The Qualities Employers Look For are Not Obvious
For the most part, it is a buyer’s market for employers at the moment. With most openings attracting applications running into three figures, they can afford to be very choosy about whom they invite for an interview. But those numbers bring with it their own problems for the employer. Namely, sorting through a mountain of applications to find just the right person.
So, what are employers looking for? Obviously, you need to be ‘fit for purpose’, i.e. have the requisite qualifications and experience. But so does every single one of the hundreds of other applications, so it is not a case of who has more qualifications or decades of experience.
Employers want workers who can see the big picture, solve problems, are good communicators, and team players. These are known as ‘soft skills’. The truth is, ‘hard skills’ – the technical abilities that you bring to the role – can be taught. True, one person can practice those skills with more talent and flair than someone else, but at the end of the day, those skills are universal, finite and present the employer with an even playing field of candidature. Soft skills, however, are a valued commodity.
Five Skills That Say – “I’m the Perfect Candidate”
Seventy-eight per cent of the HR professionals surveyed by the Society for Human Resource Management (SHRM) reported that customer focus is crucial for entry-level and experienced job candidates. This involves understanding and anticipating a customer or client’s needs. Whether your job involves direct stakeholder engagement or not, ultimately the company you hope to work for will have clients, and whatever function you fulfil, your focus is not just on that task, but on best client outcomes.
Dependability | Reliability
Nearly every HR professional in the survey (a whopping 97%) said that dependability and reliability are very or extremely important qualities for applicants being considered for entry-level positions.
This translates to commitment – be it for a full-time position, contract or casual. Commitment means dedicated to the role, the company’s vision and its business outcomes. Citing a real-life example is more compelling than simply saying that you are always on time.
Even if the job you are applying for is your first, you can still demonstrate commitment in our resume vis-à-vis your studies, volunteer work, etc.
For entry-level candidates, teamwork is a major priority for employers when assessing resumes. Your ability to work effectively with others must be stated clearly. To this end, avoid talking about ‘I’ when demonstrating experience working as part of a team, talk about the collaborative process you have been part of and what the outcome of that process was.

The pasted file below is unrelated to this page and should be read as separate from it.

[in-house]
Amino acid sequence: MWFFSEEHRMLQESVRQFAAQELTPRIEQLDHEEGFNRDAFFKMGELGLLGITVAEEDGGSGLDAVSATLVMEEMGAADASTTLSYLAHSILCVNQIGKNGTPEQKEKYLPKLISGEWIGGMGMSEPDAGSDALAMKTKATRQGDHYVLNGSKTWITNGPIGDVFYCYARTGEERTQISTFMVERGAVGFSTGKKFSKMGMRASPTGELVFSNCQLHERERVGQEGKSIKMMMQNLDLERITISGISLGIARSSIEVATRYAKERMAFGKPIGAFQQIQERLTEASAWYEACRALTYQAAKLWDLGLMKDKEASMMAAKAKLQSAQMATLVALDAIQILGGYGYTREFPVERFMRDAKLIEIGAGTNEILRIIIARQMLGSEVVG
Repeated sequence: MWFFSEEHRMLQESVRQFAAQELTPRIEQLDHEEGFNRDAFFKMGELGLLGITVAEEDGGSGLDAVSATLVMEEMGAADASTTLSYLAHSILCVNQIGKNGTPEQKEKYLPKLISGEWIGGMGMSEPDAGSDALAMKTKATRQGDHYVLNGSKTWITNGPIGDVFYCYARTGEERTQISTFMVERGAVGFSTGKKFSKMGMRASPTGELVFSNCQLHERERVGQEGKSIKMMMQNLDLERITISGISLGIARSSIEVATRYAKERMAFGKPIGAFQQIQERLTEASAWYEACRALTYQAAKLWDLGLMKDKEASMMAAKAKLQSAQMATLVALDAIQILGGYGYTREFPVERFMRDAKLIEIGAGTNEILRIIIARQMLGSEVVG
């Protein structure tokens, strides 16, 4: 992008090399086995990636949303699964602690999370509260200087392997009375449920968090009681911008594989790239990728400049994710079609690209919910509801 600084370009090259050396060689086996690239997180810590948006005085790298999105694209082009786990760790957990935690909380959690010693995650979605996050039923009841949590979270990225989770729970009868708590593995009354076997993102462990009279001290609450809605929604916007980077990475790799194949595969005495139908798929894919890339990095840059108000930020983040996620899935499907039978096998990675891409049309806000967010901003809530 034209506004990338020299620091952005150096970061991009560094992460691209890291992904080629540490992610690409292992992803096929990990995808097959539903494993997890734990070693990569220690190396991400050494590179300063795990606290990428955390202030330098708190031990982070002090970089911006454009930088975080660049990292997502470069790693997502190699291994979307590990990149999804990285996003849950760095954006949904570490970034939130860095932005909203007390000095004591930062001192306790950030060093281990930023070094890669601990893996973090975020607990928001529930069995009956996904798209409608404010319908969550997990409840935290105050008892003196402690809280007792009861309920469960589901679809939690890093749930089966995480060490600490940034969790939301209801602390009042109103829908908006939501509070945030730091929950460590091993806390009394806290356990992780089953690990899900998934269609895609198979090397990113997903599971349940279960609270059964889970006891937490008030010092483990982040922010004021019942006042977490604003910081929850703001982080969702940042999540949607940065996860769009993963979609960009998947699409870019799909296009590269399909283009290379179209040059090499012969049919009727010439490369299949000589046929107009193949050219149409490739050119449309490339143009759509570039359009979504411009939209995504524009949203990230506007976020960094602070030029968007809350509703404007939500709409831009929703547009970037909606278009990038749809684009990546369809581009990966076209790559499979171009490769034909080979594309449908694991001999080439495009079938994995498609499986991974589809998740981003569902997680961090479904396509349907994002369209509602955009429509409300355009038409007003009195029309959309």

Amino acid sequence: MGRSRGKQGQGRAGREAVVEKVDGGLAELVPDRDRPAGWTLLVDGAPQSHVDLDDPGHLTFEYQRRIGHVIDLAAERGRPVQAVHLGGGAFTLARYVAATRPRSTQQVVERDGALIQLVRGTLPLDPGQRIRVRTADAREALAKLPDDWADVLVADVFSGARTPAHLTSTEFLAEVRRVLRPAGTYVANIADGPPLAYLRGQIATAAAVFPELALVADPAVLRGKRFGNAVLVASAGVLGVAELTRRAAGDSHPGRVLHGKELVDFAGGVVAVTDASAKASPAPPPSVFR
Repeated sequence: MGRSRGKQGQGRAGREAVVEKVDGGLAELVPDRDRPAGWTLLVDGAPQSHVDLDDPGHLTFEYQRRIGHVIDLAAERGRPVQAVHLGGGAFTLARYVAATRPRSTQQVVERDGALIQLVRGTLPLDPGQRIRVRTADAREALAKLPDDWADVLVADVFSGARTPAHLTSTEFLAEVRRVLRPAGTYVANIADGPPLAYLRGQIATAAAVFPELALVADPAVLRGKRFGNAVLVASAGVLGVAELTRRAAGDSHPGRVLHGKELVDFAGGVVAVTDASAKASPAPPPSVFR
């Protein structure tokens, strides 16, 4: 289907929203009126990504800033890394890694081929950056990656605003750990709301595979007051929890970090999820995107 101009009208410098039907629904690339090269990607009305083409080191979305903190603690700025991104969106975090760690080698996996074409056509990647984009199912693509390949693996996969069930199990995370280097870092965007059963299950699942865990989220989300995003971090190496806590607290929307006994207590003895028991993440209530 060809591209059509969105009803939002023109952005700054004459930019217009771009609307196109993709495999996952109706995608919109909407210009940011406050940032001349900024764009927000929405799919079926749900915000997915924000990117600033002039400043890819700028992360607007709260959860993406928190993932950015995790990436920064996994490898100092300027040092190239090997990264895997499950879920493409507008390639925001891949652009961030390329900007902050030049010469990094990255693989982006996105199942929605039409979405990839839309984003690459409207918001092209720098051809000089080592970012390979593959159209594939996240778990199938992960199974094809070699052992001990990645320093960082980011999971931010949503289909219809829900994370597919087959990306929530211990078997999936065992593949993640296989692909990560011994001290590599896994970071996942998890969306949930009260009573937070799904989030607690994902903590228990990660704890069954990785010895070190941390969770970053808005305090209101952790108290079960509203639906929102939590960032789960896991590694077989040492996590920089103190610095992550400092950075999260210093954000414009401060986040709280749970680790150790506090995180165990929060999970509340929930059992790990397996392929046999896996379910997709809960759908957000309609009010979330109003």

For instance, if you have been part of the organisation of a community event, you could say, “Being able to help organise the event that raised over $5,000 in donations as a team was a highly rewarding experience for me.”
Another way to show that you are a good collaborator? Perhaps talk about an internship experience where you collaborated with peers to successfully complete a project.
Eighty-seven per cent of employers in the SHMR survey ranked integrity as one of the most important qualities when vetting job candidates. The study defined integrity as treating others with honesty, fairness and respect, as well as demonstrating respect for a company’s time and property.
HR professionals say it is an extremely important quality for job seekers to have. Respect in this context means having the ability to work effectively with colleagues who have diverse backgrounds or opinions.
Being able to demonstrate your ability to appreciate and work with diversity in the workplace in an increasingly more desirable trait and if you have an example you can cite, then you are strongly advised to include this in your resume. If you are required to complete selection criteria, you will almost certainly be asked to specify an example of this.
Ultimately you should not over-analyse things, but you do need to think outside the box. You have to look beyond the obvious and put your mind inside that of the HR manager. They are looking for a point of difference, something that marks you as someone who will be an asset to the company, not simply a role to be filled. Once you begin to change your perspective, your resume will accurately reflect the needs of the company you are targeting.